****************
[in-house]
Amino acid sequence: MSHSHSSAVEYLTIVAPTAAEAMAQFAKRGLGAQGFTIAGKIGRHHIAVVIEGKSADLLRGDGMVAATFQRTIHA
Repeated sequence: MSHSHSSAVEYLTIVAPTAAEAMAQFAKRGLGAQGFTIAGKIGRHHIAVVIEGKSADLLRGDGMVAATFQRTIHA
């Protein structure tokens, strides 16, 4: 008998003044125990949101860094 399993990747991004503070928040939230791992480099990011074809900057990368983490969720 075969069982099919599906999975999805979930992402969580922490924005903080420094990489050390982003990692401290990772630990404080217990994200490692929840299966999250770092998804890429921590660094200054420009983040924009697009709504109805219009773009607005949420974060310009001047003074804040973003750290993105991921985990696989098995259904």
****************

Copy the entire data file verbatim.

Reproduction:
[in-house]
Amino acid sequence: MSHSHSSAVEYLTIVAPTAAEAMAQFAKRGLGAQGFTIAGKIGRHHIAVVIEGKSADLLRGDGMVAATFQRTIHA
Repeated sequence: MSHSHSSAVEYLTIVAPTAAEAMAQFAKRGLGAQGFTIAGKIGRHHIAVVIEGKSADLLRGDGMVAATFQRTIHA
């Protein structure tokens, strides 16, 4: 008998003044125990949101860094 399993990747991004503070928040939230791992480099990011074809900057990368983490969720 075969069982099919599906999975999805979930992402969580922490924005903080420094990489050390982003990692401290990772630990404080217990994200490692929840299966999250770092998804890429921590660094200054420009983040924009697009709504109805219009773009607005949420974060310009001047003074804040973003750290993105991921985990696989098995259904």